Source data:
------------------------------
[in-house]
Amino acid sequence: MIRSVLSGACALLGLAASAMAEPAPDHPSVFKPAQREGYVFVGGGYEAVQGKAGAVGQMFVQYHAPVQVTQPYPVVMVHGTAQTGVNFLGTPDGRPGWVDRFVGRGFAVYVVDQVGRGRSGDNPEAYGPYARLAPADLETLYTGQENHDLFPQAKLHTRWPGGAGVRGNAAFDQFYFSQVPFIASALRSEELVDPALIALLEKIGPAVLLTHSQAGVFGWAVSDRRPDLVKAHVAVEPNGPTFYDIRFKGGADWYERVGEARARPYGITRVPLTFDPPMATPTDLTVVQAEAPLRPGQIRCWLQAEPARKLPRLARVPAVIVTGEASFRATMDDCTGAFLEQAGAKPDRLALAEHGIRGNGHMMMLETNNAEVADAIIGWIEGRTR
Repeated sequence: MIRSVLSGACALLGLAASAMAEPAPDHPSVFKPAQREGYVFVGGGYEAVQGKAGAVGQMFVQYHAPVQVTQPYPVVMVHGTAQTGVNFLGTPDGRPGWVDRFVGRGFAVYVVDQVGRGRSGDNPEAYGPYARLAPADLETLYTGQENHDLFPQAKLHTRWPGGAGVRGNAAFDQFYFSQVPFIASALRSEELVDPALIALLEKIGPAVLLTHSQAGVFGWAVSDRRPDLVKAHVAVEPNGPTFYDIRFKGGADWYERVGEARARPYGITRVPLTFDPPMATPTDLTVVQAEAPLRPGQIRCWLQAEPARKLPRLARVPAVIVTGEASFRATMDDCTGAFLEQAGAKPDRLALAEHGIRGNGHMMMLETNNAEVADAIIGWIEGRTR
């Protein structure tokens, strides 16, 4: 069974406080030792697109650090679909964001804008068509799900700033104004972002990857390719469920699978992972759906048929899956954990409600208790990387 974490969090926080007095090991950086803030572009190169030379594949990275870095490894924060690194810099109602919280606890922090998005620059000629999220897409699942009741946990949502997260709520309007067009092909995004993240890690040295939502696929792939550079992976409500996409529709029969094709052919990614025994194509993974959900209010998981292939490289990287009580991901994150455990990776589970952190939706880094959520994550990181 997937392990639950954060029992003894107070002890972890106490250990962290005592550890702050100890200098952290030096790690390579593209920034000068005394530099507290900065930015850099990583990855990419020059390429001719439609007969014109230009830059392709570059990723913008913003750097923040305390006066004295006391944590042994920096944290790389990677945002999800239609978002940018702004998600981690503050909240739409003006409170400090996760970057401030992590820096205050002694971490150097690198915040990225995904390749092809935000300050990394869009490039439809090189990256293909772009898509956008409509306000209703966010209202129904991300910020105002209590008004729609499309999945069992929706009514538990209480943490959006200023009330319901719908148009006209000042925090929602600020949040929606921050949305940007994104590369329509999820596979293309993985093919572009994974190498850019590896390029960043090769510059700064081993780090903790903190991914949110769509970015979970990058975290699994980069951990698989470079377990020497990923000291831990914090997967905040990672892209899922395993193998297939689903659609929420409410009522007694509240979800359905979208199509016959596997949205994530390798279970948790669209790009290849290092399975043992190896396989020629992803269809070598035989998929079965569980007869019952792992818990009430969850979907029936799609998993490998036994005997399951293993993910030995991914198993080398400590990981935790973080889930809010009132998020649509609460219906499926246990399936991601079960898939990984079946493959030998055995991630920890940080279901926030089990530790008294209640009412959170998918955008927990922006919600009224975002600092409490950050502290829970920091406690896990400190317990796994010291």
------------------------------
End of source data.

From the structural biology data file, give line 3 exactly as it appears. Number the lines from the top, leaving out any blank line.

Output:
Repeated sequence: MIRSVLSGACALLGLAASAMAEPAPDHPSVFKPAQREGYVFVGGGYEAVQGKAGAVGQMFVQYHAPVQVTQPYPVVMVHGTAQTGVNFLGTPDGRPGWVDRFVGRGFAVYVVDQVGRGRSGDNPEAYGPYARLAPADLETLYTGQENHDLFPQAKLHTRWPGGAGVRGNAAFDQFYFSQVPFIASALRSEELVDPALIALLEKIGPAVLLTHSQAGVFGWAVSDRRPDLVKAHVAVEPNGPTFYDIRFKGGADWYERVGEARARPYGITRVPLTFDPPMATPTDLTVVQAEAPLRPGQIRCWLQAEPARKLPRLARVPAVIVTGEASFRATMDDCTGAFLEQAGAKPDRLALAEHGIRGNGHMMMLETNNAEVADAIIGWIEGRTR